According to Western Digital Corporation's 2nd annual global survey of CIOs and IT decision makers, reliability trumps cost when it comes to making data-storage purchasing decisions as organizations leverage data to drive growth, profitability and shareholder value. According to the survey, reliability of data storage systems outranks cost as the most important strategic consideration for 2016, indicating how price sensitivity has given way to the importance of protecting and gleaning insight from data.
A full 85% of the respondents recognize the positive impact data can have on their bottom line, but are playing catch-up as 55% admit they are not yet storing all the data necessary for long-term business success. To address this, 74% of the IT decision makers are growing cold storage and archiving capacity, while 81% are investing in data analytics to prioritize infrastructure investments and mine internal data assets. The survey also shows that cloud infrastructure budget and build-out initiatives have increased in order to better store and access the growing trove of data.
"The findings of our survey underscore the increasing value of data, where dependable access through reliable storage systems and devices is more critical than ever before," said Dave Tang, senior vice president at Western Digital Corporation. "As data-driven organizations strive to extract more value from their operational and historical data, advanced architectures like Active Archiving enable data to be accessed easily and cost-effectively to transform data into a competitive advantage. With a reputation for quality and reliability, our storage solutions and devices will play a critical role in the infrastructure build out in 2016 and beyond."
Value of Data Drives Demand for Archiving
The survey shows that data is growing rapidly – most notably in the energy, telecom and media & entertainment sectors – with IT leaders in each industry citing the wealth of machine data, analytics tools and a new appreciation for how archived historical data can help generate insights previously thought too complex to be of use.
When given a choice among five criteria, 39% of IT decision makers cite reliability as the most important factor in purchasing data storage compared to only 25% that cite cost.
89% of IT decision makers surveyed (up slightly from last year) believe that all data has value if [their] organization can store and access it optimally; 85% agree that their business understands the value of data on their bottom line.
However, there is still a disconnect as 55% of those surveyed admit they are not storing all the data necessary for their long-term business needs, and 60% of IT decision makers also identified the ability to access data easily/rapidly or the ability to process data as a top IT challenge, keeping them from realizing the value of the data.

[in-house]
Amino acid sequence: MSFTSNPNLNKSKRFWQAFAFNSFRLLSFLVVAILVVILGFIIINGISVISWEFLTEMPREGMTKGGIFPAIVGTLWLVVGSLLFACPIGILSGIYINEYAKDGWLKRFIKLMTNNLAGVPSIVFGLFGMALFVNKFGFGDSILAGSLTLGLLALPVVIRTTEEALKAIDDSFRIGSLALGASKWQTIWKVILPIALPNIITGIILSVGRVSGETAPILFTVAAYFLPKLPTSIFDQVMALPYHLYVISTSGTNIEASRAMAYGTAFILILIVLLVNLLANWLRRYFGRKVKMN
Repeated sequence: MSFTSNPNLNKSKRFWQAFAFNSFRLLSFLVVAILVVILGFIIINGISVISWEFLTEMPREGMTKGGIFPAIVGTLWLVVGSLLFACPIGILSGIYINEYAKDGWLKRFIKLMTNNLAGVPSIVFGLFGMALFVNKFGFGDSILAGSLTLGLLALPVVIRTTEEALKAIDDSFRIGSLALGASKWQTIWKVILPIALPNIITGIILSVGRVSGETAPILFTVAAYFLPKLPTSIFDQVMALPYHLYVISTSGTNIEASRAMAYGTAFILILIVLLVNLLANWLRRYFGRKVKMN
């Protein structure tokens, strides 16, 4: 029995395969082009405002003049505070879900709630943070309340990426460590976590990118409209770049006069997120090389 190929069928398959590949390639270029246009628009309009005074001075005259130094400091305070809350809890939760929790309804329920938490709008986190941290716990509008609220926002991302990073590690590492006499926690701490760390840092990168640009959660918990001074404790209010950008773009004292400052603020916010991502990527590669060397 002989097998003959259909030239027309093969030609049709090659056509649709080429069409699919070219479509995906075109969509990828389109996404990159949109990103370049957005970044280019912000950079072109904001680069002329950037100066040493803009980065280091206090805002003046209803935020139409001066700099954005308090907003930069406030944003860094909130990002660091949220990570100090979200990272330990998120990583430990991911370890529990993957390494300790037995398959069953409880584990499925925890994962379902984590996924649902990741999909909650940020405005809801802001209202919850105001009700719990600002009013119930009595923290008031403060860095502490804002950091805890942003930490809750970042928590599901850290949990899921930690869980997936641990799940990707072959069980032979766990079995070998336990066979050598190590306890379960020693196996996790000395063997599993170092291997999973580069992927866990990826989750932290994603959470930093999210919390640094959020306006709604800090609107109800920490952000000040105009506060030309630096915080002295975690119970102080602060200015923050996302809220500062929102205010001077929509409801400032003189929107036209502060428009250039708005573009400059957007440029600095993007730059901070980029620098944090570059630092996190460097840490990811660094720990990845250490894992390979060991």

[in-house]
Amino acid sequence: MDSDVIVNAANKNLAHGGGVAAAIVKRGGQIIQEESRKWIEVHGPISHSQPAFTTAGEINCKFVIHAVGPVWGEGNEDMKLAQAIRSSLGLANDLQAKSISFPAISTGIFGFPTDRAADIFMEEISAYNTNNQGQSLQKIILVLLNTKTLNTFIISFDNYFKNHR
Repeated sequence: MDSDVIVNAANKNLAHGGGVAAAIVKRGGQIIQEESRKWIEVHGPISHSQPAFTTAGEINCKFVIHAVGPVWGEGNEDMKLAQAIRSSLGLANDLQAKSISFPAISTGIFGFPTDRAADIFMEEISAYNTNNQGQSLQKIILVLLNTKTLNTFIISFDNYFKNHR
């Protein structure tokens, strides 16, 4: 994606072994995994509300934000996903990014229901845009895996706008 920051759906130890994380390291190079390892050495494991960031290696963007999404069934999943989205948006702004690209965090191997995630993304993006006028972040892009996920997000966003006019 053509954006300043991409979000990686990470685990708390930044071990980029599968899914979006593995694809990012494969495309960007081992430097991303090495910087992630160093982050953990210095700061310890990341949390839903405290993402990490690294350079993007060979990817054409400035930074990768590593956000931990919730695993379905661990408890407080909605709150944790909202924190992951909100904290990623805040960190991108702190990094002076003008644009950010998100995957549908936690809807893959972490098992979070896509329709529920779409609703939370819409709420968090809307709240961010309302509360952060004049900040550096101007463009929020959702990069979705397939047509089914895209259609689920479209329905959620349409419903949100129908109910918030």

A vast majority of respondents (83%) agree the Internet of things, big data and mobility are driving a need to change their data centers. Those surveyed also recognize that access to cold data is critical. Their plans for infrastructure investments demonstrate that traditional "store it and forget it" data archiving/cold storage solutions like tape are no longer sufficient for extracting the value of data, as more than half are not storing all the data they need to process and analyze. The pain point of faster access to old data has increased significantly in importance from 69% in 2014 to 74% in 2015 among all respondents. Data storage needs are also driven by the financial impact all data can have on organizations. IT leaders in China (97%), US (93%) and France (89%) see the most potential for data to impact the bottom line.
Cloud Drives IT Spending
The IT decision makers surveyed identified cloud as both the leading growth area in terms of budget, as well as the initiative that is being most closely watched by decision makers now.
Cloud budgets continue to hold, from last year, as the leading growth area in IT at 61%.
Spending for IT in 2016 is projected to be the highest in energy, manufacturing and finance markets.
The manufacturing and IT/telecom sectors are expected to focus the most on Cloud activities this year, while energy, manufacturing, finance and healthcare show the biggest budget growth in Cloud storage.
84% of respondents are either planning, in progress or have just completed public/private Cloud initiatives. This activity is highest in France (95%) and China (90%).
By the end of 2016, 35% of respondents will have more than half their data stored in public or private Cloud.
Decision makers acknowledge that their storage demands are growing (80%) and they need to keep up with performance demands of applications (74%).
While budgets are growing, they are not growing enough. 34% of respondents cite budget as the largest hurdle keeping them from achieving the full potential of their data center. Budget challenges are the greatest in Japan (54%) and the UK (42%).
Regional and Trend Highlights
The survey also shows meaningful differences in response patterns related to the Internet of Things, mobility and big data, across countries and verticals.
China, France and the U.S show the greatest agreement that the Internet of Things is driving a need for change in data centers.
The impact of the Internet of Things is greatest in the energy, finance, IT/telecom, and manufacturing sectors.